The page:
Thursday, August 20, 2015
“Hitman: Agent 47” – And the summer popcorn season is officially over.
Confession time – I am one of the few people who liked 2007’s Hitman. Mostly, it’s because of Timothy Olyphant, but I also thought the story was acceptable and Olga Kurylenko sure was nice to gawk at. But, it’s a classic “Movies for Me” flick – if you told me it was a stupid video game movie with a dumb, convoluted plot, my response would be “Ol-ga Kur-y-len-ko.” Going into Agent 47, I figured the best case scenario would be a Movie for Me and the worst case scenario would be Fantastic Four all over again. In other words, please let the summer popcorn season last just a smidge longer.
(Mild SPOILERS coming, though the previews spoil nearly everything if you watch them.)
For a movie entitled Hitman: Agent 47, you’d think the plot would revolve around the title character, but like Mad Max: Fury Road film, you’d be wrong (though at least Agent 47 actually gets to do some stuff, unlike Mad “I call shotgun” Max). Also like Fury Road, the main character is a woman, Katia (Hannah Ware). Katia is searching for a mysterious man (no points for guessing the man turns out to be her father), but is being hunted herself by Agent 47 (Rupert Friend) and John Smith (Zachary Quinto). After a bunch of killing and some chase scenes, we learn that Smith is working for the Syndicate, a company that also wants to find Katia’s father (Ciaran Hinds) because he is the only person that knows how to make agents (pronounced: Agents) like 47. During all of this, Agent 47 has a contract he must fulfill, which means somebody is going to die, but he also appears to be tasked with keeping the Syndicate from acquiring the Agent secret sauce.
(Note: if you are new to this franchise or the video games they came from, Agents are genetically modified assassins with heightened physical and mental abilities and no emotions. They also have bar codes burned into the back of their heads, are not allowed to grow hair, and may only wear red ties. No, I did not make up any of that.)
Like Hitman, I thought the plot of Agent 47 was adequate. What caught my attention more was that the casting consisted of two people I’d never heard of or seen, Zachary Quinto, that guy that always plays a European villain (Thomas Kretschmann), and Mance Rayder (Hinds) from Game of Thrones. No disrespect to Friend – he did a better than average job, but why wasn’t Olyphant cast again? It’s not like he’s got anything going on right now (not kidding – check out his IMDB page; it looks like he’s got some time now that Justified is done) and Hitman earned $100 million on a $25 million budget. Plus, old guy action stars are in right now, right (to be fair, Olyphant is a young 47)?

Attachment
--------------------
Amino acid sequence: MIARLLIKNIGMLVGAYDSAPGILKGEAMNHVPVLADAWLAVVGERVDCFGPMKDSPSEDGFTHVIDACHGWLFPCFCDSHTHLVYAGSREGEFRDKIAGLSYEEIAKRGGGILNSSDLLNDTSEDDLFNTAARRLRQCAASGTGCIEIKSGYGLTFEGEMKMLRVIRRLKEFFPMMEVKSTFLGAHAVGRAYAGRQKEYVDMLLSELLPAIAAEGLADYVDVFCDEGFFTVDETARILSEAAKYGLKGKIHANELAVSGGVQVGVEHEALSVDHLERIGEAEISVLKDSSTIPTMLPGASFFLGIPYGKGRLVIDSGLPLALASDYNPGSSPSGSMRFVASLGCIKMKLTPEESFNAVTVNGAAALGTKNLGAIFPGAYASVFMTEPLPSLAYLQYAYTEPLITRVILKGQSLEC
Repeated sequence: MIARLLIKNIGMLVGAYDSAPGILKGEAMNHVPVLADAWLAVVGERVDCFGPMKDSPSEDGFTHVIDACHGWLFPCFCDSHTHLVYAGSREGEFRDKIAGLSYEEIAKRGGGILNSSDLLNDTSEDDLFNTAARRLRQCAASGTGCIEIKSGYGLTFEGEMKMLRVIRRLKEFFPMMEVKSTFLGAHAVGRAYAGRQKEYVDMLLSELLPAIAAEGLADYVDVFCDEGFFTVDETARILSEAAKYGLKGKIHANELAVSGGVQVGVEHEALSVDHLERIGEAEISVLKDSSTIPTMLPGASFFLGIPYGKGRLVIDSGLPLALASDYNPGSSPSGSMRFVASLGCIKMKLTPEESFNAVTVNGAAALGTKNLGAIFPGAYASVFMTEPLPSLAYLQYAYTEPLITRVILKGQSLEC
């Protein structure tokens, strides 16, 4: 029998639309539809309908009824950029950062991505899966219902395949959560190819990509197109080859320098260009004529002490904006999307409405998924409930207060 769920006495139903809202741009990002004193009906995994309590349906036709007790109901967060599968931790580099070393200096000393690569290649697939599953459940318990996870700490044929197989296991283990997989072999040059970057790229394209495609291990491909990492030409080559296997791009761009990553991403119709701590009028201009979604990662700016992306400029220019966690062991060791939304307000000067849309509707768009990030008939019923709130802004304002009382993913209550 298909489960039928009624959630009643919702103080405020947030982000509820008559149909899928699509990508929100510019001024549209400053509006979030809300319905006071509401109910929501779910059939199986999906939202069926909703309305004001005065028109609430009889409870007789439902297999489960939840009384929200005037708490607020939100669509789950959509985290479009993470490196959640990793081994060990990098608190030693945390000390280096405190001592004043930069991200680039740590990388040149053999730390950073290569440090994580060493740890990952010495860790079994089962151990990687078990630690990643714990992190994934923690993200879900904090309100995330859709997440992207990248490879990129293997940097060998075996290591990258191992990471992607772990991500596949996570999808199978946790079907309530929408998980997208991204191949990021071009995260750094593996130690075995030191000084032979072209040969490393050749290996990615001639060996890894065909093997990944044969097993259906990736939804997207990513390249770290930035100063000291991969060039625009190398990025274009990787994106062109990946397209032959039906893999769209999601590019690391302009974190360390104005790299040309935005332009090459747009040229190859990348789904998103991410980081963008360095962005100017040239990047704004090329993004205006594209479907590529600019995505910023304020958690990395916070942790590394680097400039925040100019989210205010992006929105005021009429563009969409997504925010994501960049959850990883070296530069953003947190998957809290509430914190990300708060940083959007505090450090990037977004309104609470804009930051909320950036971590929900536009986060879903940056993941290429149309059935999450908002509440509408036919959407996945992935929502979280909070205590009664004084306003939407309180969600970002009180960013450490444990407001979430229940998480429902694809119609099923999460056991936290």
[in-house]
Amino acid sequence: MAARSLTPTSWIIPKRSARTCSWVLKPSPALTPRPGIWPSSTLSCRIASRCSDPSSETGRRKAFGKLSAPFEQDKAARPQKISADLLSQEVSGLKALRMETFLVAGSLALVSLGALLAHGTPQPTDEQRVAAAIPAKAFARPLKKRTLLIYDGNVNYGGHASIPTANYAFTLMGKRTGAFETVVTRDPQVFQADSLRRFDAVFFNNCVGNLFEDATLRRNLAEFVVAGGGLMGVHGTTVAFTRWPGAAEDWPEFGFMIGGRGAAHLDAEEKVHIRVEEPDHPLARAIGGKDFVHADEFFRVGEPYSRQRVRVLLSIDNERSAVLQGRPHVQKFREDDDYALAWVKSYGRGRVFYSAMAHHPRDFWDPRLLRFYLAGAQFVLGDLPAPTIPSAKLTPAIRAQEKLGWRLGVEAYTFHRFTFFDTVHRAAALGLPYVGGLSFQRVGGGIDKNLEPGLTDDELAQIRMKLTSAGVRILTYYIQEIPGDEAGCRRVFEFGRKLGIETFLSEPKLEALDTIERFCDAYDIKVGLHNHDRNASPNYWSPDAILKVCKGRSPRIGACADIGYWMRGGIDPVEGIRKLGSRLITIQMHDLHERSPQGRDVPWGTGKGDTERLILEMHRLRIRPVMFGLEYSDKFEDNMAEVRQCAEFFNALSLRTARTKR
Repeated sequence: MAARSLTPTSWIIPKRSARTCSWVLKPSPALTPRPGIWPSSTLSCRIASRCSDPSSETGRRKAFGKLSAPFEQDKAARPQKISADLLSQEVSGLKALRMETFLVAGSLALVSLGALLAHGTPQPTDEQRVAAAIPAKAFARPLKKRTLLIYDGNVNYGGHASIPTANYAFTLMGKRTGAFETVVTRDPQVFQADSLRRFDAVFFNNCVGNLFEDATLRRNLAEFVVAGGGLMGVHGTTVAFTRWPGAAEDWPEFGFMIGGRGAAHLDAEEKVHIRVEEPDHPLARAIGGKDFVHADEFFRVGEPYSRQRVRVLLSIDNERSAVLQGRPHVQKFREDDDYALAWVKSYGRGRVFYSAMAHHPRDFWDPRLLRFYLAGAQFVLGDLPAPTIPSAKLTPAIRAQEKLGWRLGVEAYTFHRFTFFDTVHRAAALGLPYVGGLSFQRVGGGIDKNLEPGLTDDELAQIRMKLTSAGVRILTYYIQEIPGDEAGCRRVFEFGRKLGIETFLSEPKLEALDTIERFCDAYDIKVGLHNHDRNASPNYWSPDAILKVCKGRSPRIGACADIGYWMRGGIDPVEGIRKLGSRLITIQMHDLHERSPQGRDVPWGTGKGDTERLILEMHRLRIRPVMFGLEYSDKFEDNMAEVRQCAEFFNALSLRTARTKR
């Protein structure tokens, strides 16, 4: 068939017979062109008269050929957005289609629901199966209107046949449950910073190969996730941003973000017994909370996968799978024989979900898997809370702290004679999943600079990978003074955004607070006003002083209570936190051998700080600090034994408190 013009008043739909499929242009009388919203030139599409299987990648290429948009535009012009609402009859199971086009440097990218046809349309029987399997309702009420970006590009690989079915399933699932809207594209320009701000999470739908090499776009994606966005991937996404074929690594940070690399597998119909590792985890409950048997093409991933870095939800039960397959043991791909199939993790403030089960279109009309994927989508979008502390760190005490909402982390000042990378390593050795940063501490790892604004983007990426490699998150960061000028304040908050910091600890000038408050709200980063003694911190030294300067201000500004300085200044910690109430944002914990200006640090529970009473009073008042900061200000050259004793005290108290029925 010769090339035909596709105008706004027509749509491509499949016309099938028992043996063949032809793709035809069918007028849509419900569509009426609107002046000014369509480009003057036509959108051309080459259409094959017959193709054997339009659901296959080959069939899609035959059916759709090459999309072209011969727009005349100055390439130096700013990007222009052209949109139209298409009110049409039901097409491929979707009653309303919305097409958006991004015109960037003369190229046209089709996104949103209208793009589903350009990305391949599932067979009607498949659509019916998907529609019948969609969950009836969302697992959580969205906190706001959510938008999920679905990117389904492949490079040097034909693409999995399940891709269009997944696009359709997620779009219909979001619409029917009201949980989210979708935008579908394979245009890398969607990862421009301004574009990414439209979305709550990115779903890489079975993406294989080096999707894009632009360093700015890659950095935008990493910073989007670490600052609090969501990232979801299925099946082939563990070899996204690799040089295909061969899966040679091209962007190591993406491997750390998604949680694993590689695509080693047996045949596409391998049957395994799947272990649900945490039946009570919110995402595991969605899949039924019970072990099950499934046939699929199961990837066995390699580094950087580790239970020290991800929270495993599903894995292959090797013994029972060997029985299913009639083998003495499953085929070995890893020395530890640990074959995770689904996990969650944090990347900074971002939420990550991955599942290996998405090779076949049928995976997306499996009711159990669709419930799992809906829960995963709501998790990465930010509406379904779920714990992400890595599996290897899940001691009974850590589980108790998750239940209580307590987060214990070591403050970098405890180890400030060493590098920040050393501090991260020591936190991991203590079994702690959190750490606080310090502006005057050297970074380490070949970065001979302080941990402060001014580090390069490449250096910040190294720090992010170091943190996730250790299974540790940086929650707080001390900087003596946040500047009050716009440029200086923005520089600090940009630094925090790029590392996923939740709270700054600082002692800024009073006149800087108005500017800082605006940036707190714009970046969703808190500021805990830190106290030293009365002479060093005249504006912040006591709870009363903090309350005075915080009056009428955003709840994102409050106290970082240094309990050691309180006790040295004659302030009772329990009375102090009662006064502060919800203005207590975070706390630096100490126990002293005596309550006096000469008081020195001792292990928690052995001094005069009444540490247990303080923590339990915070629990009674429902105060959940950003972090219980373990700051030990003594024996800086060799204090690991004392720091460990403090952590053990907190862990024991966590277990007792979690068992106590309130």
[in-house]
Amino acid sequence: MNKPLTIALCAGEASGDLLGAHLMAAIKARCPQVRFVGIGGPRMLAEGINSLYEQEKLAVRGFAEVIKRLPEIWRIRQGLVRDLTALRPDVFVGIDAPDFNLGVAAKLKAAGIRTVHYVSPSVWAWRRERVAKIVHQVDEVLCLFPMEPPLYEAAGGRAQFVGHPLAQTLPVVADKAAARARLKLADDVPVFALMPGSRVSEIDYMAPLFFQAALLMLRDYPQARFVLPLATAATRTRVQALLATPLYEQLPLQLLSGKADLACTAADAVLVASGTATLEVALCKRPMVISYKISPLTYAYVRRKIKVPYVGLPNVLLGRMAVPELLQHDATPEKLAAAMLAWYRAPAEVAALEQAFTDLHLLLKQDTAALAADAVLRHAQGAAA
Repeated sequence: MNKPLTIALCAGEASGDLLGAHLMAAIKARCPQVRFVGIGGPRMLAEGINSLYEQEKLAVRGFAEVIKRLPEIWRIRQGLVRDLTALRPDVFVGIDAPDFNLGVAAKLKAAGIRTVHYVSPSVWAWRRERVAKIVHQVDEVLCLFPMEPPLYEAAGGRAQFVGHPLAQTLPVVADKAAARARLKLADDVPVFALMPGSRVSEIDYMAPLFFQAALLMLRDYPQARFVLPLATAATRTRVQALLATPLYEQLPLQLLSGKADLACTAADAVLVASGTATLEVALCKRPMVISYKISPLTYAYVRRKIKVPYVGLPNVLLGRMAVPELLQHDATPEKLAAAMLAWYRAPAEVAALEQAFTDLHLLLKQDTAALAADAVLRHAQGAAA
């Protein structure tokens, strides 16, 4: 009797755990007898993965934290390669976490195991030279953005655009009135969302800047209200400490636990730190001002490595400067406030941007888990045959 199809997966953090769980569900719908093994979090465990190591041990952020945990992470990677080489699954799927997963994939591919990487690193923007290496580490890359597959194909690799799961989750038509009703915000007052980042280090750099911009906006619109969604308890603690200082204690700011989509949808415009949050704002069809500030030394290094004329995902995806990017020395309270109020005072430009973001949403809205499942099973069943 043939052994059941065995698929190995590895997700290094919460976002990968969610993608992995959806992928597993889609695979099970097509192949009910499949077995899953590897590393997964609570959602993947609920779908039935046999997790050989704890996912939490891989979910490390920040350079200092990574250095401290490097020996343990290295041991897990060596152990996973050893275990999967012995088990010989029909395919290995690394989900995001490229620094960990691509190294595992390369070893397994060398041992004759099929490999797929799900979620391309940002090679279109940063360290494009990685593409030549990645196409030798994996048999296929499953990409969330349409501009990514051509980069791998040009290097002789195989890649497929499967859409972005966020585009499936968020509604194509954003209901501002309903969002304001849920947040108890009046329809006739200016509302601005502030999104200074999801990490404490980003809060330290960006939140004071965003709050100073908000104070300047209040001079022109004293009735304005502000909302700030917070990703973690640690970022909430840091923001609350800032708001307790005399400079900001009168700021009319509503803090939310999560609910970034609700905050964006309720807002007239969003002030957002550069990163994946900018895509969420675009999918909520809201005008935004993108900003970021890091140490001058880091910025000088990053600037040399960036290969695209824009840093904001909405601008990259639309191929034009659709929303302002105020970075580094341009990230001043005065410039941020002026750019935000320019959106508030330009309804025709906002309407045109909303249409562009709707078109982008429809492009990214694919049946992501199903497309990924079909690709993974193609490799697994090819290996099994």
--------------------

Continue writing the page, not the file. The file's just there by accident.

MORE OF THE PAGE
Besides the casting, there were a couple of other things that stuck in my head. The first is that Agent 47 isn’t as smart as the movie wants us to believe. A smart person would shoot the bad guy in the head after finding out said bad guy has body armor surgically implanted under his skin. However, even when Agent 47 has Smith on the ground and empties his magazine into Smith, not one bullet goes into Smith’s head. You can guess what happens next. The second thing – and one that is impossible not to raise an eyebrow at – is that Katia has Nicholas Cage’s power from Next. That’s right, she can see the future, but only the next two minutes worth (or at least the next 20 seconds or so). This convenient and unexplained superpower was used generously because why the hell not? This is an August action flick, you’ll take it and like it.
The final thing has no bearing on the film itself, but it’s possible I missed something important (like why Katia could see the future) due to a physical characteristic of Katia demanding all of my attention. Before I go on, I need to remind you that I’m a guy with functioning eyes, so you’ll forgive me for admiring a beautiful woman. There’s a scene in a hotel room where Katia is wearing a white tank top, having just come out of the shower. I don’t know if the room was just cold or they rubbed her down with a bag full of Otter Pops and pointed fans at her, but her nipples were practically bursting through her shirt. I’m really not trying to be crude here, but that’s not why I couldn’t look away. I couldn’t look away because one of her nipples appeared square. Maybe it was a trick of the light or fabric of her shirt, but if there was any dialogue during the scene, I don’t remember it. This same thing happened to me throughout Looper (Joseph Gordon-Levitt’s fake Bruce Willis jaw) and Maleficent (Angelina Jolie’s absurdly pointed cheekbones). Yes, I also get distracted by shiny things and squirrels.
The hardest thing to decide about this movie is where I’m going to put it in my year-end review. I didn’t think there was enough action, but that’s probably because the lulls between action scenes were filled with enough exposition to choke Tyrion Lannister. If you think I’m exaggerating, know that the beginning of the movie is literally a narrator telling us everything we need to know about Agents rather than just showing us the Agent program (FYI – this is lazy screenwriting 101). On the other hand, the action scenes were fairly unique (two words – jet engine) and the three main actors delivered sufficiently believable performances. I wouldn’t say it’s as good as the first Hitman, but it might just be entertaining enough to be a Movie for Me. Of course, maybe I’m just saying that because I’ve got a pretty big lawn threatening to swallow my child.
Rating: Ask for half of your money back and, please, someone find out what’s happened to Olyphant.